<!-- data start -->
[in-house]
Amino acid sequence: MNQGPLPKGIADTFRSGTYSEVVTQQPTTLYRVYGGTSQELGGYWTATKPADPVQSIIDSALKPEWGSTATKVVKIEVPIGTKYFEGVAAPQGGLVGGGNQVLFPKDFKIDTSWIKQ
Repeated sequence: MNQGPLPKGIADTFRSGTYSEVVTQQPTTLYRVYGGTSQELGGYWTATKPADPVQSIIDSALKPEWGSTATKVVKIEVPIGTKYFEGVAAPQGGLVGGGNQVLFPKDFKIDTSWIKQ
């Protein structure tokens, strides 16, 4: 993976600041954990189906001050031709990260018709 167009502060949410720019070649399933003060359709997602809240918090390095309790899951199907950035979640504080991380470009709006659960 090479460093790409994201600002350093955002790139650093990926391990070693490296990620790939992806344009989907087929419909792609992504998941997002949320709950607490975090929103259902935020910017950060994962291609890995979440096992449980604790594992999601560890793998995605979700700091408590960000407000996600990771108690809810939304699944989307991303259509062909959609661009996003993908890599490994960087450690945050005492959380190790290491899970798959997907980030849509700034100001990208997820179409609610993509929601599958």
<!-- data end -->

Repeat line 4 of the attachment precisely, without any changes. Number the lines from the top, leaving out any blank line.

């Protein structure tokens, strides 16, 4: 993976600041954990189906001050031709990260018709 167009502060949410720019070649399933003060359709997602809240918090390095309790899951199907950035979640504080991380470009709006659960 090479460093790409994201600002350093955002790139650093990926391990070693490296990620790939992806344009989907087929419909792609992504998941997002949320709950607490975090929103259902935020910017950060994962291609890995979440096992449980604790594992999601560890793998995605979700700091408590960000407000996600990771108690809810939304699944989307991303259509062909959609661009996003993908890599490994960087450690945050005492959380190790290491899970798959997907980030849509700034100001990208997820179409609610993509929601599958």